# Creating Challenges

# Challenge vs Scenario

A scenario is designed to be a step-by-step guide on how to solve real-world problems.

A challenge is designed to encourage learners to solve the problem for themselves. It should provide tasks, but very little guidance/support on how to complete the task. As the learner completes each task, the UI provides real-time feedback to encourage the learner on what to do next.

If additional support is required, it should refer the learner to existing materials available.

# Configuring Scenario as a Challenge

Source: https://github.com/katacoda/scenario-examples/tree/main/challenges

Scenarios: https://katacoda.com/scenario-examples/courses/challenges

To convert a Katacoda Scenario to a Katacoda Challenge, additional config is required to be added to the index.json along with a new challenge.sh script to define the challenge tasks.

# Changes to index.json

Add "type": "[email protected]", to the file of the JSON root object. This indicates that the scenario will be a challenge, and the version of the challenge API it is using.

At the moment the only valid version is 0.5.

# Starting Challenge

During the challenge initialization, the file /opt/katacoda-background-finished must be created once the challenge environment is configured. This can be done using a background script as shown in the examples using:

echo 'done' > /opt/katacoda-background-finished

In the foreground, once everything has started, start the challenge UI by running the command:

/usr/local/bin/start.sh

A working example is shown at https://github.com/katacoda/scenario-examples/tree/main/challenges.

# Creating Your First Challenge Script

A script called challenge.sh must be created and uploaded as a scenario asset.

The challenge script defines the tasks the user must complete, together with the output for the user and the command to run to validate if the user has completed the section successfully.

Here is a complete example which tests that a file must exist:

function kc_start_tasks()
{
  kc_instructions "Example Challenge - Follow the tasks" 

  kc_task \
      "Task 1: Create a file called /root/challengefile" \
      "Well Done!" \
      "test -f /root/challengefile"


  echo "You successfully completed it"
}

# Challenge API

The challenge.sh script has accessed to a collection of Bash functions that are used to define the challenge.

# start_challenge

This must be included at the bottom of the challenge.sh script to start the challenge when everything is defined.

# kc_start_tasks

An author-defined function that the challenge script will call in order to set up the tasks for the user.

The kc_start_tasks can have multiple kc_task based on how complex the challenge is.

# kc_instructions

Define the header and any initial instructions for the user that might be helpful. This is only meant to be a short hint, such as which Port the application is running on.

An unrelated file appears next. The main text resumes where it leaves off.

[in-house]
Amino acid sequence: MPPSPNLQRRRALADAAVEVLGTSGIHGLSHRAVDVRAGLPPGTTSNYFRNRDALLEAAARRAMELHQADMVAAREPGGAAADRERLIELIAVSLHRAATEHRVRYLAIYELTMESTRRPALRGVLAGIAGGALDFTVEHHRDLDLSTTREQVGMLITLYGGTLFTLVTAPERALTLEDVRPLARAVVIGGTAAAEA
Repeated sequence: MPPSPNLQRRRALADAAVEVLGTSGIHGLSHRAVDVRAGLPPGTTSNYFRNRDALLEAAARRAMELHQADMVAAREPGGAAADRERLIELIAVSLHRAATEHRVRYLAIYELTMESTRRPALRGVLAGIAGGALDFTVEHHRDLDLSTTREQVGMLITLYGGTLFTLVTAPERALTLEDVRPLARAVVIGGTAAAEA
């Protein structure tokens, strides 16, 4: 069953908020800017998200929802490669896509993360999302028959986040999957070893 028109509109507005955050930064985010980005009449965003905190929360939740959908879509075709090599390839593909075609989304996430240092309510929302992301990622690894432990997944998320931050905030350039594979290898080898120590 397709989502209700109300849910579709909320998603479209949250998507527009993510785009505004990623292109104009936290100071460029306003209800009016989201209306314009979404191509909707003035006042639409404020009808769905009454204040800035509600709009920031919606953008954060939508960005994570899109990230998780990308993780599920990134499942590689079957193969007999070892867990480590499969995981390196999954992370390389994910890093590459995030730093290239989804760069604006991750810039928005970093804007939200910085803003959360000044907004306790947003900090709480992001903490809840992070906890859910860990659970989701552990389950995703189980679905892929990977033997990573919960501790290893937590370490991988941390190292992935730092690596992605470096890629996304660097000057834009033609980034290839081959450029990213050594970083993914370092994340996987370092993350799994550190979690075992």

This must always be the first function called within kc_start_tasks.

# kc_task

A function to define a task used within kc_start_tasks.

The function has four parameters:

  1. Text to output to the user about the task they need to complete.
  2. Text to output to the user when they have completed the task.
  3. The bash command to run to validate if the user has completed the task. This is run constantly. The user is assumed to have completed the first when the bash command returns an exit code of 0.
  4. An optional 4th parameter is used to define Hints to output to the user based on how long it is taking to complete the task. The value of seconds taken so far is provided as a parameter.

# Hints

The Hint parameter to kc_task is the ability to pass in a Bash function that is called every second with the ability to provide users with a hint or suggestion on how to proceed.

These hints are useful to provide users with an indication of how to unblock themselves if they appear to be taking a long time.

As the Hint functions are run within the environment, they can fully inspect and interact with the state of the environment and provide users with targeted contextually related information. For example, if the task is to deploy an application to Kubernetes, you can inspect if the user has deployed an app but made a mistake with the Container Image used. A hint can be used to prompt the user to fix the Image name before they can continue.

An example of a Hint function is below. This prompts the user after 5 seconds that a Hint will soon be displayed. After 10 seconds, it indicates to use cURL.

function hint1() {
  seconds_sofar=$1

  echo "Debug Hint Task 1: $seconds_sofar"

  if [[ $seconds_sofar -ge 5 &&  $seconds_sofar -lt 10 ]]; then
    echo "Keep going, a hint will be shown soon..."
  fi


  if [ $seconds_sofar -ge 10 ]; then
    echo "Hint: try running the command:"
    echo "curl node01:30080"
  fi
}

# UI Example

During challenge an example of the UI shown to users is:

Katacoda Challenge Example

Once the user has completed the challenge they are shown a success message as defined in the challenge.sh script:

Katacoda Challenge Example Completed

This success message can include links which will automatically be rendered to be clickable.

# Challenge Hints and Tips

# Keep the task focused

A challenge should provide users with focused tasks. If the challenge is complex then it should be broken down into multiple tasks to match real-life.

Any output to the user can include links which will automatically be rendered to be clickable. This can be useful to provide users with additional information or resources.

# 😸 Emoji 🌈

Emoji's are supported and can be used to provide a visualise indication and add some fun/color to the tasks.